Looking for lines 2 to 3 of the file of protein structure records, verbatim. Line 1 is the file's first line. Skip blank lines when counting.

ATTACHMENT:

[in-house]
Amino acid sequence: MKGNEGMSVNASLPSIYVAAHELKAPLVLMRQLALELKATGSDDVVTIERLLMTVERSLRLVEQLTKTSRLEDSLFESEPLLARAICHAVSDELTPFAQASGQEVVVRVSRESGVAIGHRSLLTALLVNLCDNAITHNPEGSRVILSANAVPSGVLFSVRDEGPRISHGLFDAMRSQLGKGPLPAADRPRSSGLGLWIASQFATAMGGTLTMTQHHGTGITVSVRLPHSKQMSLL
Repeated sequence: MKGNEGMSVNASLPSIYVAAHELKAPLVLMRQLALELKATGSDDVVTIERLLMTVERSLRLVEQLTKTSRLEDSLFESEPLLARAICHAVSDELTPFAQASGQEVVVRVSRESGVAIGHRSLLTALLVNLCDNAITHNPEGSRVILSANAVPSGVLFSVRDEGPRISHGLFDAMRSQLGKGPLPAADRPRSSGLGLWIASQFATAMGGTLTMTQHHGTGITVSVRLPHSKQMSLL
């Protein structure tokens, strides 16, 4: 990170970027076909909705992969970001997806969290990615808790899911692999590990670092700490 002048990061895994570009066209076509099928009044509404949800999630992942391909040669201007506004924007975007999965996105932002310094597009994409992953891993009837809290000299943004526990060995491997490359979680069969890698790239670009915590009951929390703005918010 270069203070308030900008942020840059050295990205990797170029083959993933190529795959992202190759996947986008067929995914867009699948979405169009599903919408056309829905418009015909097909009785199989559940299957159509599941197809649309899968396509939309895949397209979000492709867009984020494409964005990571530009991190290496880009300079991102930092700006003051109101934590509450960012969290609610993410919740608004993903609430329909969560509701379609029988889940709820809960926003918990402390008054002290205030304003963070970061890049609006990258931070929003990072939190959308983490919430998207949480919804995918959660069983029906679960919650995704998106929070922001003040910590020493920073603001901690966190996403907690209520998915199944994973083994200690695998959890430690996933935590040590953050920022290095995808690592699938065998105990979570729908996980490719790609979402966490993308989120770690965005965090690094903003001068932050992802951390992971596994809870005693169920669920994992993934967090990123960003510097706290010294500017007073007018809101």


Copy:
Amino acid sequence: MKGNEGMSVNASLPSIYVAAHELKAPLVLMRQLALELKATGSDDVVTIERLLMTVERSLRLVEQLTKTSRLEDSLFESEPLLARAICHAVSDELTPFAQASGQEVVVRVSRESGVAIGHRSLLTALLVNLCDNAITHNPEGSRVILSANAVPSGVLFSVRDEGPRISHGLFDAMRSQLGKGPLPAADRPRSSGLGLWIASQFATAMGGTLTMTQHHGTGITVSVRLPHSKQMSLL
Repeated sequence: MKGNEGMSVNASLPSIYVAAHELKAPLVLMRQLALELKATGSDDVVTIERLLMTVERSLRLVEQLTKTSRLEDSLFESEPLLARAICHAVSDELTPFAQASGQEVVVRVSRESGVAIGHRSLLTALLVNLCDNAITHNPEGSRVILSANAVPSGVLFSVRDEGPRISHGLFDAMRSQLGKGPLPAADRPRSSGLGLWIASQFATAMGGTLTMTQHHGTGITVSVRLPHSKQMSLL